But she acknowledged: "It wouldn't be designed to be an 'f' you, more a move of self preservation! But I know from experience how stressful weddings are and how rude it is to do this last minute."

According to a 2021 survey from wedding website The Knot, the average cost of catering nuptials was $75 per head, meaning the betrothed potentially stood to lose $150.

The post, shared on Tuesday, has already racked up more than 250 replies, and can be read here.

She explained in a comment she could use childcare—as it's a child-free wedding and she has a 2 and 1-year-old—as an excuse but wasn't comfortable with that.

But numerous people backed her stance, as PermanentTemporary thought: "I really don't think 4 weeks is last minute, personally. I'd say that there's been a family issue and you can no longer attend. Then block her. Friendships do end. I think this one is over."

FinnRussell wrote: "YANBU [You Are Not Being Unreasonable]. The friendship is dead. Message her that you wish her a happy day and future but you no longer feel right about joining in with her day."

Ohquietone said: "I suppose you could look at the wedding being one last shot at rekindling your friendship if you were feeling generous. I would probably cancel. A month's notice is fine. It does sound like the relationship is over sadly."

Idontevenknow reckoned: "I wouldn't go, the friendship has gone, I think it's time to accept that."

NeedleNoodle3 admitted: "I'm not normally a canceller or friendship ender but in this case i would cancel."

The chart below, provided by Statista, breaks down the cost of a wedding in the U.S.

Infographic: The Huge Costs of an American Wedding | Statista You will find more infographics at Statista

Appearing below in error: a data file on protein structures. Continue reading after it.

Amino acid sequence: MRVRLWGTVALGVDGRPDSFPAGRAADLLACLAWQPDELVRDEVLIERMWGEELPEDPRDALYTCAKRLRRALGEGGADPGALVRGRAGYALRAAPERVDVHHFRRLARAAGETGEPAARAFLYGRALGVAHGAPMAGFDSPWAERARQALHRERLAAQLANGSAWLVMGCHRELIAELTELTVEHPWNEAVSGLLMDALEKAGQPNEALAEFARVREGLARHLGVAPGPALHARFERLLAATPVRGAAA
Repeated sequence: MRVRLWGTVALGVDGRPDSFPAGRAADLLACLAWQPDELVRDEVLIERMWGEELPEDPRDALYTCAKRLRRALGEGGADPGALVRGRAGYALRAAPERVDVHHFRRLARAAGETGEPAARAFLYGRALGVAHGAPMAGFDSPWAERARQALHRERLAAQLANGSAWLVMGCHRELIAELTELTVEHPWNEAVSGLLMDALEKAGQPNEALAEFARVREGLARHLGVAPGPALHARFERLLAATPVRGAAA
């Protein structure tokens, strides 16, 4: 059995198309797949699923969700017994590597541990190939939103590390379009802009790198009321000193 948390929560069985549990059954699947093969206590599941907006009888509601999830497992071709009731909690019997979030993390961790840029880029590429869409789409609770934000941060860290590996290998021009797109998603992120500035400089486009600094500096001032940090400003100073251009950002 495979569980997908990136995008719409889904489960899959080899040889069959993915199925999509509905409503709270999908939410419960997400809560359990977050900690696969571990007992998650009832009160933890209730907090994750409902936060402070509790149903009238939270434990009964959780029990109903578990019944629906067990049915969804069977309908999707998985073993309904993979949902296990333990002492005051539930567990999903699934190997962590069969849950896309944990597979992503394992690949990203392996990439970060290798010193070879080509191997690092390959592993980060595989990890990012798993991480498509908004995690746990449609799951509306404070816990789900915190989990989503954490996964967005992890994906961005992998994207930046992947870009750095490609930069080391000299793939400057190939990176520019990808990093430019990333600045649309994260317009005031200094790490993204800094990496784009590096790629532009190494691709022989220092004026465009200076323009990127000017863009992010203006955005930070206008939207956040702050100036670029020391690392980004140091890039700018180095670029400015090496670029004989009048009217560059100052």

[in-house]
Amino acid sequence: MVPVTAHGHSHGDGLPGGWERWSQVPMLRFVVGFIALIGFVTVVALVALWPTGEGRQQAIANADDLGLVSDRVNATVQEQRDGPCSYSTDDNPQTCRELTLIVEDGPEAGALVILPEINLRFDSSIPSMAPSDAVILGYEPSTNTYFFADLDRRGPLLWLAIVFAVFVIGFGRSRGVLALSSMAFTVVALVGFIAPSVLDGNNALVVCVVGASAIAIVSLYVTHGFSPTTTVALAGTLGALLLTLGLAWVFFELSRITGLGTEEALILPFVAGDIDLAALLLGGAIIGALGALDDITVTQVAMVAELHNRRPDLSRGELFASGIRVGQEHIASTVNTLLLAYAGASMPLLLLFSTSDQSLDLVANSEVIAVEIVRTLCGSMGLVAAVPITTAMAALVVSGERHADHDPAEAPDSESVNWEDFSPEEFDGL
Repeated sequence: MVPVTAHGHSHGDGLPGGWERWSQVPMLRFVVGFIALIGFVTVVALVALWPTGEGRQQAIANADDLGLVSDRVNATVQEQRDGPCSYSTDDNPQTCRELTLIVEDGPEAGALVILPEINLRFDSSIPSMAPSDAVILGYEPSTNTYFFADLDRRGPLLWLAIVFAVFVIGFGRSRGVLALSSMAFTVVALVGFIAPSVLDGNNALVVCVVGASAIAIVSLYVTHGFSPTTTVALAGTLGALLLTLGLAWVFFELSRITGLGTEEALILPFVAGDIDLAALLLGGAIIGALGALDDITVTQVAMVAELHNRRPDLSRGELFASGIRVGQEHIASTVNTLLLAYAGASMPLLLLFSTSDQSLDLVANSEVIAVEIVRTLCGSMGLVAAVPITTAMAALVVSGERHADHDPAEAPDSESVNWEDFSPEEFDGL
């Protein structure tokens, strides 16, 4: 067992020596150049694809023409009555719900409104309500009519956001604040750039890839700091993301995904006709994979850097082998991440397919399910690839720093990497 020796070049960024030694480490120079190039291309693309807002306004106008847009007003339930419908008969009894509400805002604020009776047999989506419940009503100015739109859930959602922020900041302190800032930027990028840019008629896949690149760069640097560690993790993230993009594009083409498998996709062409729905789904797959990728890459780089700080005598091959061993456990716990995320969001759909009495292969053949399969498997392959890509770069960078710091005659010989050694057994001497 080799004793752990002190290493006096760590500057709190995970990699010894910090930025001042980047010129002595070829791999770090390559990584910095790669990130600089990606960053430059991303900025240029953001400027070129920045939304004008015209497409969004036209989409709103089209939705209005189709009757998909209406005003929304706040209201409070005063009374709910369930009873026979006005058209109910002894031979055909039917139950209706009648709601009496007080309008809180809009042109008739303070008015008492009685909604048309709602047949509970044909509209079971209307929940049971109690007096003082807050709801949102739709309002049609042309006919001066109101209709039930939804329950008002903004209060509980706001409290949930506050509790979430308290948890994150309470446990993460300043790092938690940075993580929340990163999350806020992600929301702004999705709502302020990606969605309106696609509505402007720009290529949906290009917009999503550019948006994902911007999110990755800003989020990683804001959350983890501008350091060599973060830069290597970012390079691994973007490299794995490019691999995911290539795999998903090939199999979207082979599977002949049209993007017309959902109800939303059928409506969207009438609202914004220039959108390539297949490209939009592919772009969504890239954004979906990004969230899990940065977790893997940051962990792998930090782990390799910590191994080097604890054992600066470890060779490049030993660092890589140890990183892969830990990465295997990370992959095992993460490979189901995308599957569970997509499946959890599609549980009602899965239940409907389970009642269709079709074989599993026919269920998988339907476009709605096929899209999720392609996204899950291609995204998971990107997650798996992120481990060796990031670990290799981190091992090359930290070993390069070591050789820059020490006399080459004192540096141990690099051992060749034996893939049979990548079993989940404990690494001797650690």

Some thought she should go, with PuffinMcStuffin writing: "Yes friendships end having run their natural course, but I think the fact that you've already agreed to go you'd be killing the friendship completely to pull out now. Just go, have fun, you'll barely talk her at the wedding, and then let it fizzle out afterwards."

Blossom64265 added: "She is an old, but distant friend. She invited you to the wedding. You don't have to be besties to attend. Cancelling would be rude. Weddings have very little interaction with the bride and groom anyway. Be the bigger person here, go and enjoy the party, and it will either be a nice goodbye or help heal the relationship."

Backing out of a wedding once you've agreed to attend can be tricky, as it can mean the couple loses out money if they've already done the seating plan and the catering.

Advising how to navigate the delicate subject, the Martha Stewart website quoted wedding planner, Jenna Lam, over how to tactfully rescind your RSVP.

She said: "Guests should keep in mind the expense and effort involved in planning a wedding when responding 'yes' to an RSVP.

"If the wedding isn't formal or seated, perhaps the couple has more leeway in getting the caterers their final counts. But for most weddings, a change in an RSVP is not to be taken lightly."

She advised still sending a wedding gift, and letting the bride and groom know as soon as possible.